It's hard to miss Joseph Connolly, even in a busy Hampstead café. Although I glimpse only his right hand side, the smart jacket, flash of pink shirt and cuff link, bush of grey hair and sprouting beard all distinguish the author of the excellent new novel, England's Lane, from the yummy mummies and carefully dishevelled young men sipping espressos.
"I know I look singular," Connolly says a little wearily when I mention his appearance. "It would be stupid to affect ignorance. The only regret I have is that people think I work really hard at it, and I don't. I have looked like this for 40 years."
Style is arguably Joseph Connolly's stock in trade, whether as the author of vibrant tragicomic slices of cosmopolitan Englishness, or elegant man about town. His entry in Who's Who lists his recreations as "wine, lunching and loafing", and includes "Founder Member, Useless Information Society" under his achievements. His conversation displays comparable panache.
We meet on the real-life England's Lane itself – a bustling, photogenic street close to Belsize Park in north-west London. The venue is entirely appropriate, but does create the eerie feeling of talking to a novelist inside his own novel. The story is a high-brow soap opera, set half a century ago. Despite the limited setting, there is enough action for several novels: death, murder, blackmail, confidence tricks, suicide, prostitution, and extra-marital affairs.
What brings England's Lane to life, however, is the carousel of voices that Connolly sets in motion. There is capable Milly, who pursues illicit romance, love and sex with a neighbour. Or Jonathan Barton, the local butcher, whose refined demeanour hides the darkest of pasts. "I love doing this period because the language just falls out of me. I remember the feel and the smell and what people said back then better than I do things from 10 years ago."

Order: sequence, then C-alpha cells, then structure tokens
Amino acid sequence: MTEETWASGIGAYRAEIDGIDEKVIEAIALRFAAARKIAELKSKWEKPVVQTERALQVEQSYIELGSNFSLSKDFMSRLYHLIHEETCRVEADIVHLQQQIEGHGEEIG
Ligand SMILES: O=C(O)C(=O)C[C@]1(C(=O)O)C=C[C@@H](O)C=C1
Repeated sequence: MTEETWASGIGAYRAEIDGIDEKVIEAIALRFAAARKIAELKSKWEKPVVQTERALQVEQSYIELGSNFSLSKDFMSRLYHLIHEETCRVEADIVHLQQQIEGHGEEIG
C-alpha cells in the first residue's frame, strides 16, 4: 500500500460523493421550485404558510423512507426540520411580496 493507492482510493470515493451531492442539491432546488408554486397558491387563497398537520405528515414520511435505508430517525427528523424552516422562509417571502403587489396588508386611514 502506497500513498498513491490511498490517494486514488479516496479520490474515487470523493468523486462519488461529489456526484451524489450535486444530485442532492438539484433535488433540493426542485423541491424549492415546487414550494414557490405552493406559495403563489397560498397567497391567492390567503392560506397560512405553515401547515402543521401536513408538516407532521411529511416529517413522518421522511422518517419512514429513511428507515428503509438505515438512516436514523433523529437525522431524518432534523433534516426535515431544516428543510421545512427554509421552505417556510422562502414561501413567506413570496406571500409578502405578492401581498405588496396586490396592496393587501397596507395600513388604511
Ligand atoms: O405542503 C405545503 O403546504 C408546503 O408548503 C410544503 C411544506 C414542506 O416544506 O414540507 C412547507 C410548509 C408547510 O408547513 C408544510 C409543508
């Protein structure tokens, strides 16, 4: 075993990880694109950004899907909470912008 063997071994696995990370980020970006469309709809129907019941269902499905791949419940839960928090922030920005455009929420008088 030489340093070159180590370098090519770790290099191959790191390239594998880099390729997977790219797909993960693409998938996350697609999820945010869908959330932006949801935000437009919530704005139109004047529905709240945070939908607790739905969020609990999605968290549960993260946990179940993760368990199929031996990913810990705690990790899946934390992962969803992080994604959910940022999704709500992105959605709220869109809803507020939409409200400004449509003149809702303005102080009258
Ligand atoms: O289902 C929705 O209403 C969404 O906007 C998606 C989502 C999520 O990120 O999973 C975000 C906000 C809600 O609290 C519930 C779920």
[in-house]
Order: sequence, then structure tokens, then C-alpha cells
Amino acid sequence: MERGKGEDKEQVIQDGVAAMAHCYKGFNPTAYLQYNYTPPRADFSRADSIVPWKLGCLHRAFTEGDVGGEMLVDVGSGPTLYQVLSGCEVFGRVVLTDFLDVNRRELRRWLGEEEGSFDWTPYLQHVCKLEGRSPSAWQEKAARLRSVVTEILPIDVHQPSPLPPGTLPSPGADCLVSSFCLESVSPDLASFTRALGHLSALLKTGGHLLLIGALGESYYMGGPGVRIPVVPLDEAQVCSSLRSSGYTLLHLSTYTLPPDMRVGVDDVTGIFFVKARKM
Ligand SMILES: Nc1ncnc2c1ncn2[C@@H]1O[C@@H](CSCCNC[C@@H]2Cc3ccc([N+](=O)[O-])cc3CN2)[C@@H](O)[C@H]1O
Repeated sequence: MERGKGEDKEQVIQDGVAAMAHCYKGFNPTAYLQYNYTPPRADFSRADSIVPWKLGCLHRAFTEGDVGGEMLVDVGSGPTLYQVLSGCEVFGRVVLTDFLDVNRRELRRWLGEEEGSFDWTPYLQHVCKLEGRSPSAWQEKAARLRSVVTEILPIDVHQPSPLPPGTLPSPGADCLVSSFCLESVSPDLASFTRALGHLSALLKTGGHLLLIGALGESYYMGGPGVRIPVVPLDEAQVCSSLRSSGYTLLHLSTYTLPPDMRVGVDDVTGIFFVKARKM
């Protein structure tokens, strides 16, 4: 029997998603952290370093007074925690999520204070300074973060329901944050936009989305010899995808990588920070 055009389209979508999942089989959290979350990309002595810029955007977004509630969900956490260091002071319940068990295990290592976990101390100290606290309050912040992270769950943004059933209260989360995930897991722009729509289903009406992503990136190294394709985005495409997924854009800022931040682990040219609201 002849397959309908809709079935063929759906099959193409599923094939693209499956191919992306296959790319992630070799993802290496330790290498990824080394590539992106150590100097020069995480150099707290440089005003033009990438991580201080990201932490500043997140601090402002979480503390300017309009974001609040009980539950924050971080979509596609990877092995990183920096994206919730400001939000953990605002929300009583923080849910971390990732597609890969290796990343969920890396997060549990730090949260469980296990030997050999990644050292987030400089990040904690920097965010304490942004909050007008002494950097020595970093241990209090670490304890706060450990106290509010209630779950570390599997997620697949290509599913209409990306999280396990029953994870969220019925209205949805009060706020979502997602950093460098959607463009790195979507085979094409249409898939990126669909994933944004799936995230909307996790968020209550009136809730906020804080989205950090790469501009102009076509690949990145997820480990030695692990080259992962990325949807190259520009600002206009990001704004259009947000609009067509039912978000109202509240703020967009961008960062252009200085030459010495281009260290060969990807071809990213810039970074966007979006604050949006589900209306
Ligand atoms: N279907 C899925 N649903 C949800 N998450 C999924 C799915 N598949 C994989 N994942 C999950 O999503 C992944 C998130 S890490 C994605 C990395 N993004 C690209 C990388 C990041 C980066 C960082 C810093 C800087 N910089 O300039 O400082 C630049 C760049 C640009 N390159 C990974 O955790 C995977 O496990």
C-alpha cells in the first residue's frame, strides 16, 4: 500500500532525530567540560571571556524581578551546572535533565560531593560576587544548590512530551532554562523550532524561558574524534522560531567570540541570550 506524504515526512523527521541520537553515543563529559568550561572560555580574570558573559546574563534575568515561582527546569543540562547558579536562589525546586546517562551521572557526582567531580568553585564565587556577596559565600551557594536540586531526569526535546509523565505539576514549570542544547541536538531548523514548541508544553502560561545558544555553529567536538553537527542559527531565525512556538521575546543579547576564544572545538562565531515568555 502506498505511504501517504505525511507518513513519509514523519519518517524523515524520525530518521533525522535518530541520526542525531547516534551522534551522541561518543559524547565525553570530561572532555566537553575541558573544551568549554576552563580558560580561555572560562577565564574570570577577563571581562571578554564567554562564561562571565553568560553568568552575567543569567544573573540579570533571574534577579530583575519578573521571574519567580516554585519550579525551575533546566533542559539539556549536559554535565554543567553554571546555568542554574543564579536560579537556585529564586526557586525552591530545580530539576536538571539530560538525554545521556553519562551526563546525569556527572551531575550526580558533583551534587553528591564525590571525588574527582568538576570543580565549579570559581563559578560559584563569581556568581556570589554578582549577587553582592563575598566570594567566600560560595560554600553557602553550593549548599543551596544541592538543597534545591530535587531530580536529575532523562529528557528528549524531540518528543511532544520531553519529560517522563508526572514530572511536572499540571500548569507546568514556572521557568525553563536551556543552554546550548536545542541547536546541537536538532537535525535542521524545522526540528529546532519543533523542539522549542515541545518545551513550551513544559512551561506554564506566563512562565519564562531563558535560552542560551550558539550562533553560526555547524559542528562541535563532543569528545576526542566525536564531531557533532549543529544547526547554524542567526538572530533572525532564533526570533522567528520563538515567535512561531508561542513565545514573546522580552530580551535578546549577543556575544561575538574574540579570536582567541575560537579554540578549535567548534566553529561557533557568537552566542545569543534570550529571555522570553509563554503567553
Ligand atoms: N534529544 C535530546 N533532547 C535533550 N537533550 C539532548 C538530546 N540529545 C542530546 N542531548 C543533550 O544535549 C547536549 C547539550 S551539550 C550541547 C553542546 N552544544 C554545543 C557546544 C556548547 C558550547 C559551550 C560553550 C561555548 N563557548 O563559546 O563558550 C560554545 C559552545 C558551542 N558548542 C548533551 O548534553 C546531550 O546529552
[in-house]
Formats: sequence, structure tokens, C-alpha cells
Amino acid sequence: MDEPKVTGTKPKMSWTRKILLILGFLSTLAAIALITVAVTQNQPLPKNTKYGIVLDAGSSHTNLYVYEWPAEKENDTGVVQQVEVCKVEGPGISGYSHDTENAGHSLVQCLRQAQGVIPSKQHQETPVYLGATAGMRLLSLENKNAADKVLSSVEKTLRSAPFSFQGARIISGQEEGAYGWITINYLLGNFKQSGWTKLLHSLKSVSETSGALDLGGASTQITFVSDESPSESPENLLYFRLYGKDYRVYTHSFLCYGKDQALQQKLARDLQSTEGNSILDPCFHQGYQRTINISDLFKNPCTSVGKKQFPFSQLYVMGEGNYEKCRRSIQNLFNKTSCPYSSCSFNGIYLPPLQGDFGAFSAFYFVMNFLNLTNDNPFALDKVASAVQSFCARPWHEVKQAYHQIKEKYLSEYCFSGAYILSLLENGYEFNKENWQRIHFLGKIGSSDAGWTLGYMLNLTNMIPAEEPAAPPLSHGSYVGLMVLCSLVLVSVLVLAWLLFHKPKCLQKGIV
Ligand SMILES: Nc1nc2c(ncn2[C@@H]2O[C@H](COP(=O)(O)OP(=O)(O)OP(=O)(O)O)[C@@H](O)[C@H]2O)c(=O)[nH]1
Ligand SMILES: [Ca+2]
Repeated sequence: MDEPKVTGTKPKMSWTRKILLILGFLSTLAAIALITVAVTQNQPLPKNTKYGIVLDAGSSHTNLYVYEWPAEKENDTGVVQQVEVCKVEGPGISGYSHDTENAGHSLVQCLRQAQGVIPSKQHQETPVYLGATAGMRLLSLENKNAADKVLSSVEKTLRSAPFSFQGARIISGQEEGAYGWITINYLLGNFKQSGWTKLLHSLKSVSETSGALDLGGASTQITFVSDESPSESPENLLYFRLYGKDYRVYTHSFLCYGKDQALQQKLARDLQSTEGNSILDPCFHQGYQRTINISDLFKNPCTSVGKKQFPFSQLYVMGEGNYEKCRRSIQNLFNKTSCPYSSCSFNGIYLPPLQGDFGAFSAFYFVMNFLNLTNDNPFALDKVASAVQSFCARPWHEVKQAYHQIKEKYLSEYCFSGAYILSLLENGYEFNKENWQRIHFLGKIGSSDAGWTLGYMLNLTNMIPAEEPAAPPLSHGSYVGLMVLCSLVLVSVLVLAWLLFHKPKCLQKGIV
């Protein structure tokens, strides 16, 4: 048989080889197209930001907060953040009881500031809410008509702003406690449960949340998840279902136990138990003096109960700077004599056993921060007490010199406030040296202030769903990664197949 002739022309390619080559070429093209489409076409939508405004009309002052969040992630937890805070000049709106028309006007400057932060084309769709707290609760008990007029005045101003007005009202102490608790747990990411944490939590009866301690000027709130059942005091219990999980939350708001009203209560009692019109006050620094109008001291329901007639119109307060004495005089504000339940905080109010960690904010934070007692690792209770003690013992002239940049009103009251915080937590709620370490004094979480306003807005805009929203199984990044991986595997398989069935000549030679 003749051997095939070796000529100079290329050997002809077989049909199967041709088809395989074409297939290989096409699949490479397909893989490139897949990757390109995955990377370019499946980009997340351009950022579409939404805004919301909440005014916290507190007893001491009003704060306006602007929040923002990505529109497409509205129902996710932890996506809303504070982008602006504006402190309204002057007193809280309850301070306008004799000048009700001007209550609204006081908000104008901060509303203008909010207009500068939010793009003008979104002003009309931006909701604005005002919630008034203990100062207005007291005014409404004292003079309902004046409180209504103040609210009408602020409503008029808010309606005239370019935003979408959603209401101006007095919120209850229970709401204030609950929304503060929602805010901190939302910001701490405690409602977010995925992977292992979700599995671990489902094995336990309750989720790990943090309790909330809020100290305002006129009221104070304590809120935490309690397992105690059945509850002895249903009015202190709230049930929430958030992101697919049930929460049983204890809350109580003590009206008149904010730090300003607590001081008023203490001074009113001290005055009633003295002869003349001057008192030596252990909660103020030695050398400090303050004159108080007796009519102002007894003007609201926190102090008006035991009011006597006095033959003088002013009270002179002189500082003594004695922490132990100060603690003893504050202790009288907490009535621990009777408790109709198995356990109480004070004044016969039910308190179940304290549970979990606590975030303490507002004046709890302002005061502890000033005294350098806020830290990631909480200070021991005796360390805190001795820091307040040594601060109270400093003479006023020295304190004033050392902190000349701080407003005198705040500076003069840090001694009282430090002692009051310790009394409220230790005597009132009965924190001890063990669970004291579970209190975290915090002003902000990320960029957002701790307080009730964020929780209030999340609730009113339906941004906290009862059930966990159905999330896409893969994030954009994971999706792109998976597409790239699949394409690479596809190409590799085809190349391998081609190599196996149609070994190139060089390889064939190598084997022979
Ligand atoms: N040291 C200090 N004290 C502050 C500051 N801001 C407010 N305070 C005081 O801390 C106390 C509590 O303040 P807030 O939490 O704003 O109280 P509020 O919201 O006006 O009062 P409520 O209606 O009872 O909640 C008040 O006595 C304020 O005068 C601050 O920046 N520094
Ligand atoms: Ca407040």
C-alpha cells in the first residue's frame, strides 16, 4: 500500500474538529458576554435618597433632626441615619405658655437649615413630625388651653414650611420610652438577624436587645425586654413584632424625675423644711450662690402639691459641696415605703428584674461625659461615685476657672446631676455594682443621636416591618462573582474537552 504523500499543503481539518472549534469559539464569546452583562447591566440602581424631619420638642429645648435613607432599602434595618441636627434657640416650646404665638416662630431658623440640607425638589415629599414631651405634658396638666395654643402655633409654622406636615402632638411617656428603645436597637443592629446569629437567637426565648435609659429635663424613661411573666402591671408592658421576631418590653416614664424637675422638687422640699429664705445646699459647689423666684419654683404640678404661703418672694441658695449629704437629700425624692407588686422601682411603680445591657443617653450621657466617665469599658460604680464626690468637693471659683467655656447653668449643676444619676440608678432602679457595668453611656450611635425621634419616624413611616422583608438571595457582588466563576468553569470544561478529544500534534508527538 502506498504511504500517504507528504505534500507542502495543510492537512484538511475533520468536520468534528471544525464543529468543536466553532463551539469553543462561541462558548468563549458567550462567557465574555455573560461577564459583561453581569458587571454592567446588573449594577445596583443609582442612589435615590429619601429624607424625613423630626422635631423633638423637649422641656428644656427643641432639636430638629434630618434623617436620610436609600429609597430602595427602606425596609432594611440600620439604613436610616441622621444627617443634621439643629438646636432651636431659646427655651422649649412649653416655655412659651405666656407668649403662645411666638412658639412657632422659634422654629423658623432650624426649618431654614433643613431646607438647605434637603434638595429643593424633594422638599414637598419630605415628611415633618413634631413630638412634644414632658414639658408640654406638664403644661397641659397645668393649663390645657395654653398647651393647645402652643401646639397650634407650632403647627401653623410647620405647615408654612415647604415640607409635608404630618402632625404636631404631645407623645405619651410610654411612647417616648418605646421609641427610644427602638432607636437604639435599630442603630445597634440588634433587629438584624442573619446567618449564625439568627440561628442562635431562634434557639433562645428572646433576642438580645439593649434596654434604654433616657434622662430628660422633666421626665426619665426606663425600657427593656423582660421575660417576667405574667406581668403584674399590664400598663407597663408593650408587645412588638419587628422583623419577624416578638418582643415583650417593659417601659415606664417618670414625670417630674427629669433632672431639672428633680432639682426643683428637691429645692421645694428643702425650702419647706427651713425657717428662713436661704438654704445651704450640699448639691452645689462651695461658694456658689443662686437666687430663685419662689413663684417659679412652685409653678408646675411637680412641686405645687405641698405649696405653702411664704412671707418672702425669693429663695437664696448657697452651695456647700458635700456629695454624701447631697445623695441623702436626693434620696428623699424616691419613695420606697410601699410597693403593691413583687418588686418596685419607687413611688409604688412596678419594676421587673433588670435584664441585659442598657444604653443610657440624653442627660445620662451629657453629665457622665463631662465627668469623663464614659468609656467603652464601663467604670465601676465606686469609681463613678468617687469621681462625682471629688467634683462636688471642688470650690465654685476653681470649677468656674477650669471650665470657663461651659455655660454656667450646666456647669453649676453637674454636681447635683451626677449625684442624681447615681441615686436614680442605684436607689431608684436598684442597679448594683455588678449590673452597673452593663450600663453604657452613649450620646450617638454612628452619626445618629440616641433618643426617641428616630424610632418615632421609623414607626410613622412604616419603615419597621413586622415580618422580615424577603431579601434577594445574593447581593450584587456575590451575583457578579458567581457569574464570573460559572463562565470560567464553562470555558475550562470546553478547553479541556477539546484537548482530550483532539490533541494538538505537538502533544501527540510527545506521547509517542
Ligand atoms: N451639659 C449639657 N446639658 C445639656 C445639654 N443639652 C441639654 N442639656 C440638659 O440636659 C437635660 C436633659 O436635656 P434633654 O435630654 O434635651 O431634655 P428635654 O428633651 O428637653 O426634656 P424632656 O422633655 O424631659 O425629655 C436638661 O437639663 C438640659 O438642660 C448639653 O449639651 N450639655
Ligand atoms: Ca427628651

Central to the novel's drama is the disjunction between these rich interior lives and the rigid social codes of behaviour, morality, and speech. "Before the Sixties let it all hang out, people did not speak about the things that were most central to them. Even to their spouses. In fact, above all to their spouses. Any sort of a problem was seen as a weakness."
Connolly is quick to reject any direct autobiographical context for the novel, but it feels personal nonetheless. Born in 1950, he grew up a stone's throw from England's Lane, and has remained in its vicinity all of his life. "I was born in the prep school I was later educated in. I was pencil-sharpener monitor in the same room that my mother gave birth. Few can say that." Connolly was just three years old when his father died, leaving his mother to raise her imaginative but wilful only son by herself – like many other widows of the period, she did not remarry.
Connolly's memories of childhood are defined by the lingering influence of the Second World War. "In the Fifties, every sentence was preceded by 'Before the war …', 'During the war …' or 'Since the war …' People were still enormously grateful to be alive. It seemed almost rude to complain about little things because they had been through the big thing."